Maryland Governor Says Provider Assessments "Instrumental in Preserving Access to High Quality Care in Nation's Skilled Nursing Facilities"
WASHINGTON, Dec. 20, 2012 /PRNewswire-USNewswire/ --The Alliance for Quality Nursing Home Care (AQNHC) today praised Maryland Governor Martin O'Malley for issuing a new letter to President Barack Obama and the leaders of the U.S. Senate and House of Representatives stressing the urgency of maintaining "the current federal framework for Medicaid provider assessments, which are instrumental in preserving access to high quality care in our nation's skilled nursing facilities (SNFs)." (Text of Letter attached and also available at www.aqnhc.org).
Alan G. Rosenbloom, President of the Alliance -- a coalition of 10 leading post-acute and long term care organizations providing Skilled Nursing Facility (SNF) care in approximately 1,400 facilities, in 44 states nationwide – praised Governor O'Malley's leadership, and said the letter comes at a key time in the high stakes budget battle on Capitol Hill.
"Governor O'Malley's timely letter to the President and our congressional leaders helps remind federal lawmakers why states must retain the flexibility in Medicaid programs necessary to help narrow facility funding gaps caused by the ongoing pressure on Medicare and Medicaid funding," Rosenbloom said. "Since 70 percent of SNF costs are labor-related, any further reduction in facility Medicaid funding could destabilize direct care staff, which in turn threatens quality."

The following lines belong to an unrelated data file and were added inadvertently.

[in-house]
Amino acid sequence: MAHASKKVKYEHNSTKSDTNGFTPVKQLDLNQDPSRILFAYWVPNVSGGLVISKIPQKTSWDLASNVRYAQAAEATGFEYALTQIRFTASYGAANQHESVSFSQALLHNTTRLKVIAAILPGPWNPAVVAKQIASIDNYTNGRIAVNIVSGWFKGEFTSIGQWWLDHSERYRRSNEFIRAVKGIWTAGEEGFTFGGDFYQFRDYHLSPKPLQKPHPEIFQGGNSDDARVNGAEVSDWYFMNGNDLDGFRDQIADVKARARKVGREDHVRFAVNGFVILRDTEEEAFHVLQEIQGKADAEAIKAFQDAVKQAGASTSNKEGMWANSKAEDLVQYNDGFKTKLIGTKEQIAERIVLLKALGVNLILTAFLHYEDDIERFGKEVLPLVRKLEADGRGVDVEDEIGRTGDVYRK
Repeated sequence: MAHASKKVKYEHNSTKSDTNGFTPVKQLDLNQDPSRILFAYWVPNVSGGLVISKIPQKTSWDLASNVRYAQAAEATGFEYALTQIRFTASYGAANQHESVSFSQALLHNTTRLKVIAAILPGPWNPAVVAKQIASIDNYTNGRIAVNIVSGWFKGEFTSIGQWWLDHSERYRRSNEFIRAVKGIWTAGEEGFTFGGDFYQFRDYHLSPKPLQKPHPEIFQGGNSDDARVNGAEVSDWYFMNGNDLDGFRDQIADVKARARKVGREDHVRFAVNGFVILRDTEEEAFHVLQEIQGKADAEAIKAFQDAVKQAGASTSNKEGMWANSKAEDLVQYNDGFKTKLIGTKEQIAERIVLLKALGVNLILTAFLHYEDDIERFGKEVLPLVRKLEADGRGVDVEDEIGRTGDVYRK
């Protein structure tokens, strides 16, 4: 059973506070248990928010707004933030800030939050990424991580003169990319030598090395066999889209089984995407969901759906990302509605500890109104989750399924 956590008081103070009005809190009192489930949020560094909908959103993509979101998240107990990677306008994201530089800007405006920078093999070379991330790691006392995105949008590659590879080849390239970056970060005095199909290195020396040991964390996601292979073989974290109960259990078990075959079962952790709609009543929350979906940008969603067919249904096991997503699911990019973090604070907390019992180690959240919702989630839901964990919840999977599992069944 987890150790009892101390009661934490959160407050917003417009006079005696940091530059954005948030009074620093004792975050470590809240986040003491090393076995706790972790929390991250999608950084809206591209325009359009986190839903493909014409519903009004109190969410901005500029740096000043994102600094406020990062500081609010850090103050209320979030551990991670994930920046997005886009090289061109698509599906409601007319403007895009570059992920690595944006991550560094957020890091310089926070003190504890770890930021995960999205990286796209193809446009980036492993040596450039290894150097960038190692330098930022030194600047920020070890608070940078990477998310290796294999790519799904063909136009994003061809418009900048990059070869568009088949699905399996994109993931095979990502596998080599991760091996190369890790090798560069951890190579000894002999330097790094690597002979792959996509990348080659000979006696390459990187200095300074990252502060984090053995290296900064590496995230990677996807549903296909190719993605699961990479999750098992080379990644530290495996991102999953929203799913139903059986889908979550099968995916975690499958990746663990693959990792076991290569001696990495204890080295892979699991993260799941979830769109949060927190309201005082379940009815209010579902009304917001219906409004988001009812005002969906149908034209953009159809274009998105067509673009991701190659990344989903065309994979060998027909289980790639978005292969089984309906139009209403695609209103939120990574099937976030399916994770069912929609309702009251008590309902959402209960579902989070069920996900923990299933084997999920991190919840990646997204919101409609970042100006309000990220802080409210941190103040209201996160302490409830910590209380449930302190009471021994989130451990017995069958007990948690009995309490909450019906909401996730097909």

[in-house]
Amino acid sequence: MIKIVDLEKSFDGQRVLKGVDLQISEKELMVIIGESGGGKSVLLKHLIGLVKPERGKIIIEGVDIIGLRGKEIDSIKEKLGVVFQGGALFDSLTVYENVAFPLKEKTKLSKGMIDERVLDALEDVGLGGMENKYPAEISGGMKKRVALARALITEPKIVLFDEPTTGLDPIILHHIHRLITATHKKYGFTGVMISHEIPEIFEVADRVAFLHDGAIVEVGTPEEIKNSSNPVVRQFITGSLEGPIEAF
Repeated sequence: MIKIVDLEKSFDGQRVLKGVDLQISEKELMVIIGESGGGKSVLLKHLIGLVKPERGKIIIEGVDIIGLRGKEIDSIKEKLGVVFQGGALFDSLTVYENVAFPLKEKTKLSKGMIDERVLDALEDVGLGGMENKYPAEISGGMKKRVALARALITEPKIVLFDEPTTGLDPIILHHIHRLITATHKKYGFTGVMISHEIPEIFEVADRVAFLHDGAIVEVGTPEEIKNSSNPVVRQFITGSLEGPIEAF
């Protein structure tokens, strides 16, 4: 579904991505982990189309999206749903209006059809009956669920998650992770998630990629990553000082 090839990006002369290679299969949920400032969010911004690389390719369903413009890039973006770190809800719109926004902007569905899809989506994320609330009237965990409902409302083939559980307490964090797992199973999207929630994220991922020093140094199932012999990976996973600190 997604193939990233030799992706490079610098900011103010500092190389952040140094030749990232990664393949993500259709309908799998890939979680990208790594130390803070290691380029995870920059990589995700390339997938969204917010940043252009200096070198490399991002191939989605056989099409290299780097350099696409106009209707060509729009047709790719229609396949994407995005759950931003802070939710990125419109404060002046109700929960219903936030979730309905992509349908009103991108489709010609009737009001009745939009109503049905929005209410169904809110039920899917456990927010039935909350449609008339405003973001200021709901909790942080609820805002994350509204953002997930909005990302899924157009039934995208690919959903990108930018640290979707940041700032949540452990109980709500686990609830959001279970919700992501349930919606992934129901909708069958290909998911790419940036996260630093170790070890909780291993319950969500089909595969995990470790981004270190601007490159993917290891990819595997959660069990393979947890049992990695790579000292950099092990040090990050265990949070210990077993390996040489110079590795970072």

Continues the Governor's letter: "Over 40 states now utilize Medicaid provider assessments, charged against the nursing home industry, to generate revenue that is used to appropriately compensate SNFs for the care they deliver. These assessments have become instrumental in preserving access to high quality care, particularly in the face of recent dramatic rate cuts imposed by the Medicare program on these providers.
"Now, more than ever, SNFs depend on stable and appropriate Medicaid financing not only to retain high staffing ratios of direct caregivers (such as nurses and nursing aides) to residents, but also to ensure that providers may remain open and stable in the face of cuts made by other payers. As a result, the provider assessments, which are a necessary component of state Medicaid financing to SNFs, are essential.
"To provide additional context, currently over 80 percent of all SNF residents in the country depend on Medicare or Medicaid financing for their care. Moreover, over 70 percent of all SNF expenses relate directly to labor costs, especially to support the direct care provided to residents. Any threat to the financing in SNFs would directly jeopardize patient care."
In additional Medicaid provider assessment developments, the Alliance for Quality Nursing Home Care has joined with AARP, the American Hospital Association (AHA), the American Congress of Obstetricians and Gynecologists, the American Health Care Association (AHCA), Families USA and others with an inside the Beltway print ad effort urging Congress not to cut Medicaid provider assessments.
"Provider assessments are an essential source of Medicaid funding that allows millions of low-income people to receive the quality care they need," states the ad. "Many states face difficult decisions about expanding their Medicaid programs, only now recovering from tough economic times. Don't send mixed messages during fiscal cliff talks about federal Medicaid support – and jeopardize care for society's most vulnerable – by reducing or eliminating provider assessments."
SOURCE Alliance for Quality Nursing Home Care